• In relation to the question of what the new public body should be called, respondents proposed both general principles and specific names. It was suggested that the views of victims / survivors should be paramount here, perhaps canvassed by means of a vote.
  • There was widespread support (for the involvement of victims / survivors in the appointment of the Chair and Chief Executive of the new public body. Most commonly, respondents indicated that victims / survivors should be represented on the interview panel, but some argued for an involvement throughout the recruitment process.

The creation of a new public body to administer the scheme (Q48)

13.2 Question 48 asked respondents whether a new public body should be created to administer the financial redress scheme. There was widespread consensus on this question, with 83% overall answering ‘yes’, and a similar pattern of response among both organisations and individuals.

Table 13.1: Q48 – Do you agree that the financial redress scheme administration should be located in a new public body?
Respondent type Yes No Total
n % n % n %
Local authority / public sector partnerships 8 80% 2 20% 10 100%
Other public sector organisations 3 75% 1 25% 4 100%
Current or previous care providers 8 100% 0% 8 100%
Third sector, including survivor groups 6 86% 1 14% 7 100%
Legal sector organisations 5 83% 1 17% 6 100%
Other organisational respondents 1 100% 0% 1 100%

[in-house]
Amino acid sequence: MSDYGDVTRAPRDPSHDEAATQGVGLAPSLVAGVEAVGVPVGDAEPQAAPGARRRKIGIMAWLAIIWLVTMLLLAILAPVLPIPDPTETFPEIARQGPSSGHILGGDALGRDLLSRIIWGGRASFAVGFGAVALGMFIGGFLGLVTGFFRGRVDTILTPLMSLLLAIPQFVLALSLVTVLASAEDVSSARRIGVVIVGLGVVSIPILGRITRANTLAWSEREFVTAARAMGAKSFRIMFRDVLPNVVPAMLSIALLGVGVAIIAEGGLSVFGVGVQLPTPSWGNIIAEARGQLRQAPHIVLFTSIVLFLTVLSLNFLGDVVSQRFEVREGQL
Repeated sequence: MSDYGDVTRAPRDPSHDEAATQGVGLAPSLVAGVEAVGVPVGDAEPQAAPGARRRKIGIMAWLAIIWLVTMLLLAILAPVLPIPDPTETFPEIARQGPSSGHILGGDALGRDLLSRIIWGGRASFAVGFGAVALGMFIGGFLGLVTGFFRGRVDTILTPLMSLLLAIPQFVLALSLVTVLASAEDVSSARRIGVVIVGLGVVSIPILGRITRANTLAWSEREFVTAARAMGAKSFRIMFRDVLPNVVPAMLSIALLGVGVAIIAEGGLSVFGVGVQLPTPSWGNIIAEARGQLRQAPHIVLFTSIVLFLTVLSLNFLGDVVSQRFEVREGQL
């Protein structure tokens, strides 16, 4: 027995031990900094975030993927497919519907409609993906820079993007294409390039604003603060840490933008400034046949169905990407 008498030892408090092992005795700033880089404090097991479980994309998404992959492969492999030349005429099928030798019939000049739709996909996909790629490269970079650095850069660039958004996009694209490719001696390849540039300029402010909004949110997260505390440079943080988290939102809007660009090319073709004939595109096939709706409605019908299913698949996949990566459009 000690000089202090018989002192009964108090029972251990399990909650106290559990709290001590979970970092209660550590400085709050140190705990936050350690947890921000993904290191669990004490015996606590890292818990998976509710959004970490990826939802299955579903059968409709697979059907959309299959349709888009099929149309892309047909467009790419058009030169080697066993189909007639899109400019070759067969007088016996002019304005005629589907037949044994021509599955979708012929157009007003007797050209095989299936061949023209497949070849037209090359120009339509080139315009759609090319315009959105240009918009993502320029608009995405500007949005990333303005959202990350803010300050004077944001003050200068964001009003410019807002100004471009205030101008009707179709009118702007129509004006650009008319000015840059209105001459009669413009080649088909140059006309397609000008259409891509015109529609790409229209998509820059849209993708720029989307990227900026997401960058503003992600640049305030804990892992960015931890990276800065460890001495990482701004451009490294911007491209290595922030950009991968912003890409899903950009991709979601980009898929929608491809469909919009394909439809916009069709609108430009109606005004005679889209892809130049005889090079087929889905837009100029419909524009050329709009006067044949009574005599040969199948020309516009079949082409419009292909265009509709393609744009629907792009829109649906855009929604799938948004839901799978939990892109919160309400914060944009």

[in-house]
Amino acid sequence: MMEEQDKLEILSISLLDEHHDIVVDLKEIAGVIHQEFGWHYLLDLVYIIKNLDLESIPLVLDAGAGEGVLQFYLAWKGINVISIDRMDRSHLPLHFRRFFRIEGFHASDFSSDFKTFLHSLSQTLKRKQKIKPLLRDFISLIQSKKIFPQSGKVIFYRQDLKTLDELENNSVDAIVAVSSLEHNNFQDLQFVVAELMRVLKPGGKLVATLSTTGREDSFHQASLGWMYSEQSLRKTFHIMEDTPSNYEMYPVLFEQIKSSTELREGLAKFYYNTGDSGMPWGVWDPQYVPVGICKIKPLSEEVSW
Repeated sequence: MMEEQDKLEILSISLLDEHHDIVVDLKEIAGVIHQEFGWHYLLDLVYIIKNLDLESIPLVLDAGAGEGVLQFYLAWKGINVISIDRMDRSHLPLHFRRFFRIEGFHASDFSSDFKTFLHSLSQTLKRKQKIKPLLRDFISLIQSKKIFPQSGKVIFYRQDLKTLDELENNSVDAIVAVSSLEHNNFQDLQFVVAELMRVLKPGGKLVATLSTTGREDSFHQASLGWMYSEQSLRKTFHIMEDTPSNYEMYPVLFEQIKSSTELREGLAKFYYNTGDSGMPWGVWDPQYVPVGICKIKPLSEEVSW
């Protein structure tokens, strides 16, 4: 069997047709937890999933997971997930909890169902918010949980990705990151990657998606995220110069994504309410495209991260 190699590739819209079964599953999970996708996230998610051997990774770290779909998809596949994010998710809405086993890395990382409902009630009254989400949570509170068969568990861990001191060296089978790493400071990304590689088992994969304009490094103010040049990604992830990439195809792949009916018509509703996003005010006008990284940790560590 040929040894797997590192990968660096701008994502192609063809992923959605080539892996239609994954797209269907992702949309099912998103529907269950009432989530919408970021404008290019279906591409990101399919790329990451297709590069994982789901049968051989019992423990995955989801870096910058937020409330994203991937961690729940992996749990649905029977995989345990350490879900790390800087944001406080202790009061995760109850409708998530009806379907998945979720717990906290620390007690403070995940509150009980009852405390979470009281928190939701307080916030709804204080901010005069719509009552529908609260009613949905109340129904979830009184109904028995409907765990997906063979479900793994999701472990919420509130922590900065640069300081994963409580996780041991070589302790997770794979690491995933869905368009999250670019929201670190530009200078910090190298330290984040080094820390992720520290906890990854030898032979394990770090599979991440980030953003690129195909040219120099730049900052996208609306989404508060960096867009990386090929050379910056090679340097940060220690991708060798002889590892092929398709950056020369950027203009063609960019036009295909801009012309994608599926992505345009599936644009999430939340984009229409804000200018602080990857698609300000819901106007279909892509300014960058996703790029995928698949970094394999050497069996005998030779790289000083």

Total organisations 31 86% 5 14% 36 100%
Individual respondents 149 82% 32 18% 181 100%
Total (organisations and individuals) 180 83% 37 17% 217 100%

One individual ticked both ‘yes’ and ‘no’ to this question. This response is not included in the table above.

13.3 Additional comment at Question 48 was provided by 169 respondents (132 individuals and 37 organisations).

13.4 The most common themes in these responses clustered around notions of independence, impartiality, neutrality or absence of bias. For the most part, both individual and organisation respondents welcomed the proposed new public body because they believed it would be likely to have such characteristics. However, some offered more conditional support – in other words, backing the establishment of a new public body only if it could be shown to be independent of the Scottish Government, politicians, local authorities and other vested interests.